"His so called bedside manner is "look at me" and his ability to treat the whole patient is non existent. I tried to explain I suffered from real OCD and phobias it was hard to find shrinks that I could afford on my pension. He had no problem prescribing zoloft but xanex stuck in his throat. He gave me every excuse from I was too old. After telling him I had pounding in my chest which he ignored saying I hope it is not AFIB and never suggested treatment or explanation of what it is I dismissed it like he did until I ended up in the Hospital in the ICU with AFIB and a pulse of 169. He told me stress does not kill all the cardiologist told me stress does kill. I questioned him and he did not like that I was not an obedient female who accepted his word. He cannot be challenged he is too insecure."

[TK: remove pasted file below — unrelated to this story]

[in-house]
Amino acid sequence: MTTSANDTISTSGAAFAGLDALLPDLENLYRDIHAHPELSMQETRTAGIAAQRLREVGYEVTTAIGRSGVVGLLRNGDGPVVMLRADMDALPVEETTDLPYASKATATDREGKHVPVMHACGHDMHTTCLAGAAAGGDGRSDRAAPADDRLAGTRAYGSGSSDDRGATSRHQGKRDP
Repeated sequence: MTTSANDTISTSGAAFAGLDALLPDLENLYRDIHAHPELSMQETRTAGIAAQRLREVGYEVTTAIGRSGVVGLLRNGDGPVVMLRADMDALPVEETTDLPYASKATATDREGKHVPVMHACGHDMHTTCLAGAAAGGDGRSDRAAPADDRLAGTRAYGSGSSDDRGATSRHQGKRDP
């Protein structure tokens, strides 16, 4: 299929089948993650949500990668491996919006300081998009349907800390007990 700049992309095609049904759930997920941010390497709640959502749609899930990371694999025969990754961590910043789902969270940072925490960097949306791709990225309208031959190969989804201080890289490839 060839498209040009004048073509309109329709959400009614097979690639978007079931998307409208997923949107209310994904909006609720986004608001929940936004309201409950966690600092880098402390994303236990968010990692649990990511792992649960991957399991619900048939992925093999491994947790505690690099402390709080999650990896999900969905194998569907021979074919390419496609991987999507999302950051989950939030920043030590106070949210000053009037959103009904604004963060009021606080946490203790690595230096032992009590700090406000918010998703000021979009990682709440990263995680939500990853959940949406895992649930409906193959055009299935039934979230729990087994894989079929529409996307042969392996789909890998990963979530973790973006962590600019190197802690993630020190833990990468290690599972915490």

"I saw Dr Brunzie at the co-located Walk-in Clinic, which is also part of the Citrus Memorial system. I was pleased with her care. We selected her as our PCP through the Aetna website, but when I called to make an appointment, I was told that Dr Brunzie only sees walk-in patients. AETNA WEBSITE IS WRONG, she is not a Primary Care Physician!"
There are several kinds of primary care doctors. Which specialty you search for depends primarily on your age:
Adults see internal medicine doctors (also called "internists").
Babies, children, and teenagers see pediatricians.
Seniors see geriatricians.
Anyone can see a family medicine doctor.
Primary care doctors see people for check-ups, physical exams, or routine bloodwork. They also help people with chronic illnesses manage their conditions.
Primary care doctors are very important. If you haven’t seen a doctor in a while, you will most likely start with a primary care doctor. If you have medical problems or concerns, your primary care doctor can diagnose you and refer you to the right specialist for further consultation.